Chilean speakers inspire SF State’s first student union
SF State’s first student union held its opening event that featured three Chilean student activists to speak about social activism in Chile as apart of their national speaking tour Friday at The Richard Oakes Multicultural Center.
The San Francisco Student Union consists of both SF State and CCSF students and aims to incorporate local schools into their organization. They intended on utilizing the Chilean speaker’s experience at the event to demonstrate a new form of student unions.
Members of the group said this event was crucial for the new group to introduce their aspirations for student activism on campus and eventually citywide. It also allowed the student union to show their interests in widespread issues, involving anything from campus workers rights, forming stronger connections to other student groups and ultimately reinforcing student’s voice within the university.
“It’s exciting to have the speakers here,” said SF Union member Kaitlyn Cornell. “They’ve have been doing the same thing we’re trying to accomplish here and show that it can be successful. We’re starting off locally and have goals to some day reach a statewide status.”
During the speakers discussion, each of the activists gave detailed insight to their personal experiences throughout social organizations regarding various social issues like, educational deterioration, gender inequality and labor rights.
They shared the history of radical social movements in Chile before and after the dictatorship of Augusto Pinochet in the early 90s. His reign was best characterized by years of systematic suppression of political parties and the persecution of dissidents. The free form discussion and sharing of ideas was one of the main goals the SF Student Union had for this event.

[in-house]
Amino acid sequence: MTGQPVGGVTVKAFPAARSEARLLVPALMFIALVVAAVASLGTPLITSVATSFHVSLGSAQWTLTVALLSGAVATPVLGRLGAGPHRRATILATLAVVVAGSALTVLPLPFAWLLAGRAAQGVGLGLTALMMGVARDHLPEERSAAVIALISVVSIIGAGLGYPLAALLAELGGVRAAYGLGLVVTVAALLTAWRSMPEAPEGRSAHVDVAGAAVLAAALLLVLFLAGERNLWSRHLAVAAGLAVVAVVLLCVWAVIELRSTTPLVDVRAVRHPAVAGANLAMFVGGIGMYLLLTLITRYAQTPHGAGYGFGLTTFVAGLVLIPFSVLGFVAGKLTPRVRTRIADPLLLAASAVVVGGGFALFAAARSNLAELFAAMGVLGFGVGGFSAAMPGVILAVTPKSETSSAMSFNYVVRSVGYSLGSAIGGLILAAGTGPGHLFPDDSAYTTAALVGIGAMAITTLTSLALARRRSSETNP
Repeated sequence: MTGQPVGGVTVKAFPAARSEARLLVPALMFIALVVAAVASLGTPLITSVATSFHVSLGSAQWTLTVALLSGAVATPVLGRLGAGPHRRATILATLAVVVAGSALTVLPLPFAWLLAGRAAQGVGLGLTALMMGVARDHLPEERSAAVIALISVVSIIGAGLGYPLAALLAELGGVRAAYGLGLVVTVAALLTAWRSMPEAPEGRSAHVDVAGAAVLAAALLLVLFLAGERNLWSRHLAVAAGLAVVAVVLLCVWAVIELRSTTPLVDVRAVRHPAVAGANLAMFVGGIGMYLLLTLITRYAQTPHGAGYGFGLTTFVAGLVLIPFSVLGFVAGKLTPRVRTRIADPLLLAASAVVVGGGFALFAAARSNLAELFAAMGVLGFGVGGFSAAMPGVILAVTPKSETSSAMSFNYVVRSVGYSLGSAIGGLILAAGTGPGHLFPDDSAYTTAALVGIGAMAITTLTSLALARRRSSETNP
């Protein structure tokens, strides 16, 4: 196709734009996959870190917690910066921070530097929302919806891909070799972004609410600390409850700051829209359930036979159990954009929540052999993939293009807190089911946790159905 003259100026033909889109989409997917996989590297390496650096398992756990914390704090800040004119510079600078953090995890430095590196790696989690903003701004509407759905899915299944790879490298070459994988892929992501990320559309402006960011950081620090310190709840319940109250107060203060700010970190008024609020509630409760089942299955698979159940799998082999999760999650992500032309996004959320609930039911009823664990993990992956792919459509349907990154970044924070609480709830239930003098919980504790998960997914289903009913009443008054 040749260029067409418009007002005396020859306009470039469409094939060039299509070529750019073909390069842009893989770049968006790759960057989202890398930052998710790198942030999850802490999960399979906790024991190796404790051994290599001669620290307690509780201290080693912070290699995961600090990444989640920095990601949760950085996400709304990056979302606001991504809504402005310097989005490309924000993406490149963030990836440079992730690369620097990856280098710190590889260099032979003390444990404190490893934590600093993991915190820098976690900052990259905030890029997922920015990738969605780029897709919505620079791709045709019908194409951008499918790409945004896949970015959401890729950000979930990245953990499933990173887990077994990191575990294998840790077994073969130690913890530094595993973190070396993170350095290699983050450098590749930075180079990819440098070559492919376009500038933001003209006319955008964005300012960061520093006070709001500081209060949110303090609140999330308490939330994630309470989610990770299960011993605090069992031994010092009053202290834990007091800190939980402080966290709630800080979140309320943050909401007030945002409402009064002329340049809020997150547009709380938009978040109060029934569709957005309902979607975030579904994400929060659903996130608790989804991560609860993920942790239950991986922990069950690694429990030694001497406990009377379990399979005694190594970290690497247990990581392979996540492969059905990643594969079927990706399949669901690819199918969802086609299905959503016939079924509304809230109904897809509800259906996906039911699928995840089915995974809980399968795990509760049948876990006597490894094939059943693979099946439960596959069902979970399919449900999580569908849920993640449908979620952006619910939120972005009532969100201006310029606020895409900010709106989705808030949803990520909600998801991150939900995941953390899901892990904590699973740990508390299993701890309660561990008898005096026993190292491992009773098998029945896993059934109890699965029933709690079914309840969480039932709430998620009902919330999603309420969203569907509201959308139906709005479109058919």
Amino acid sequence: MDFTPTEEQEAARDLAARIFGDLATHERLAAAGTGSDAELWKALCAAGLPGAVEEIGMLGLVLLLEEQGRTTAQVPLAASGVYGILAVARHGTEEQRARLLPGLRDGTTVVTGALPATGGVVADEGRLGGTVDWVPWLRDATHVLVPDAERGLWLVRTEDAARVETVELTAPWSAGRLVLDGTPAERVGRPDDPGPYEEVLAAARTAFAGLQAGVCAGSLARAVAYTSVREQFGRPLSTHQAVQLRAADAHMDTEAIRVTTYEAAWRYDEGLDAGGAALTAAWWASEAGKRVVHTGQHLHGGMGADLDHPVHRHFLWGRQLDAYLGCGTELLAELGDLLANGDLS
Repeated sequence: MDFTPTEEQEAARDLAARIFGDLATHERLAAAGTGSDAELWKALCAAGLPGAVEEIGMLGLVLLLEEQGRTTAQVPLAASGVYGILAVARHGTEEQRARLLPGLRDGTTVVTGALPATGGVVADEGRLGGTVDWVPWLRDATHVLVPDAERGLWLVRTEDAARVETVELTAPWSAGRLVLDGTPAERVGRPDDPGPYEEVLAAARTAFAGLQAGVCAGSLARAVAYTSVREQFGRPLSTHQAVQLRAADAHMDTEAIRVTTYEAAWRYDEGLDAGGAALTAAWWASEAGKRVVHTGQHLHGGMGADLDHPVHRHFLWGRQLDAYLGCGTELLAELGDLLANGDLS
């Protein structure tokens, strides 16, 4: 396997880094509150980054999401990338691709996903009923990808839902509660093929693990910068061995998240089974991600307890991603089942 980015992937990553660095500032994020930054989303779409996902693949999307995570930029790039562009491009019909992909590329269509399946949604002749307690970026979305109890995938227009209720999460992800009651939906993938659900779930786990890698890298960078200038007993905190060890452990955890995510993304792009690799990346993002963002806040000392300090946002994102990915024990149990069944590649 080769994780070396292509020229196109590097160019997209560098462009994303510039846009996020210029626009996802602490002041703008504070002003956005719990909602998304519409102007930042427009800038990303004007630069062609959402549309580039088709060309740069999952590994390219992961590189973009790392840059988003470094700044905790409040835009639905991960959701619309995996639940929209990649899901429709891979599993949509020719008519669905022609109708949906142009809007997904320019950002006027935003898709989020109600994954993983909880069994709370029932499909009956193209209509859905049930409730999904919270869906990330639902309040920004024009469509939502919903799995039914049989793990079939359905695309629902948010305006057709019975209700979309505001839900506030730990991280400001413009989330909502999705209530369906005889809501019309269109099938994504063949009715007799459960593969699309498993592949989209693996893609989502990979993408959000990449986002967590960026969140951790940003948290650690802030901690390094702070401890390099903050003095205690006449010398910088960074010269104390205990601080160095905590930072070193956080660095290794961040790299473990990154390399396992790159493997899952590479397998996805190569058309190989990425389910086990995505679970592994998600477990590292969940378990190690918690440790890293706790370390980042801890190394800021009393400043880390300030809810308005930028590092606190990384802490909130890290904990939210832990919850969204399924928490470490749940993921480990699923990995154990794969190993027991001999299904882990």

SF Student Union is a part of California Student Union (CASU)–a statewide student union that encourages students from campuses across California to come together and democratically discuss and develop the movement toward student unionization. SF Student Union officially formed this semester and consists of only four members so far.
A major change the group hopes to implement on campus is a more active and constant conversation among students of all organizations, not just when an issue is occurring. Their central objective with this group is to establish a place and organization for every group within this diverse community to come together, organize and have a larger voice on campus, according to group member Lea Volk.
“We want to be constantly active with social movements, instead of waiting for an issue to happen,” said Volk. “Our mission is to already have that unity and solidarity formed among students from the beginning.”
According to Cornell, with Chile’s success in organizing social movements and advocating for pressing issues across all ages in the recent years, SF Student Union felt having the speakers on campus would give great insight to how flourishing student activism groups operate.
Due to immigration issues from traveling in and out of Chile and around the Country, the speakers’ did not want their last names published.
“We (organizations) need to work together to achieve what we want, the ultimate goal is more important than any ideological thinking,” said Chilean activist Melissa.
The student union hoped the momentum the Chilean speakers brought forth with their achievements of implementing and continuing successful student activism within their own schools would inspire other student activists to come together. Multiple student organizations showed their solidarity with the new student group and look forward to future collaborations.
“It’s important to continue building coalitions among all the student groups on campus,” said Students Against Police Brutality member Patricia Martinez. “Supporting and being present at each others events will help keep that common goal moving forward.”